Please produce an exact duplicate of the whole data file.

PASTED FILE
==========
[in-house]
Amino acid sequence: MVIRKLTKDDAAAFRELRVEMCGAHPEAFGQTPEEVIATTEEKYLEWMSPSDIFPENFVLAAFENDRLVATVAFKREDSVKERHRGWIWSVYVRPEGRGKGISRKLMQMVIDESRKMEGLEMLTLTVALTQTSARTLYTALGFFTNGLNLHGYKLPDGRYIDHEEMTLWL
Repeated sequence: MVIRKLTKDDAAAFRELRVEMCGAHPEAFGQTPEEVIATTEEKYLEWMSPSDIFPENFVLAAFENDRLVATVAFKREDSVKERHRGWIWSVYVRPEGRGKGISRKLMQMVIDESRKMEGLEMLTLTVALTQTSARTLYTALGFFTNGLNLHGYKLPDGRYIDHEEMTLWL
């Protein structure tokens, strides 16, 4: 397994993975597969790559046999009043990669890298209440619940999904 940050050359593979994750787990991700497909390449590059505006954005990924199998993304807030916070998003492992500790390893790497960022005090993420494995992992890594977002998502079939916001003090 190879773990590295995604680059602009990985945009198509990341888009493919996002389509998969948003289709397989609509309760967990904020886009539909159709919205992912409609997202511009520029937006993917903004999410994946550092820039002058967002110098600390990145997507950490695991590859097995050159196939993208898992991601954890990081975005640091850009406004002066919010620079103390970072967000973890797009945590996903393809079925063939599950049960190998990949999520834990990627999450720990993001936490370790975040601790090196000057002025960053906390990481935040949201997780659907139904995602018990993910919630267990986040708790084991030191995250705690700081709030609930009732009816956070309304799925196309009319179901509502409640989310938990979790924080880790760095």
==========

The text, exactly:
[in-house]
Amino acid sequence: MVIRKLTKDDAAAFRELRVEMCGAHPEAFGQTPEEVIATTEEKYLEWMSPSDIFPENFVLAAFENDRLVATVAFKREDSVKERHRGWIWSVYVRPEGRGKGISRKLMQMVIDESRKMEGLEMLTLTVALTQTSARTLYTALGFFTNGLNLHGYKLPDGRYIDHEEMTLWL
Repeated sequence: MVIRKLTKDDAAAFRELRVEMCGAHPEAFGQTPEEVIATTEEKYLEWMSPSDIFPENFVLAAFENDRLVATVAFKREDSVKERHRGWIWSVYVRPEGRGKGISRKLMQMVIDESRKMEGLEMLTLTVALTQTSARTLYTALGFFTNGLNLHGYKLPDGRYIDHEEMTLWL
């Protein structure tokens, strides 16, 4: 397994993975597969790559046999009043990669890298209440619940999904 940050050359593979994750787990991700497909390449590059505006954005990924199998993304807030916070998003492992500790390893790497960022005090993420494995992992890594977002998502079939916001003090 190879773990590295995604680059602009990985945009198509990341888009493919996002389509998969948003289709397989609509309760967990904020886009539909159709919205992912409609997202511009520029937006993917903004999410994946550092820039002058967002110098600390990145997507950490695991590859097995050159196939993208898992991601954890990081975005640091850009406004002066919010620079103390970072967000973890797009945590996903393809079925063939599950049960190998990949999520834990990627999450720990993001936490370790975040601790090196000057002025960053906390990481935040949201997780659907139904995602018990993910919630267990986040708790084991030191995250705690700081709030609930009732009816956070309304799925196309009319179901509502409640989310938990979790924080880790760095």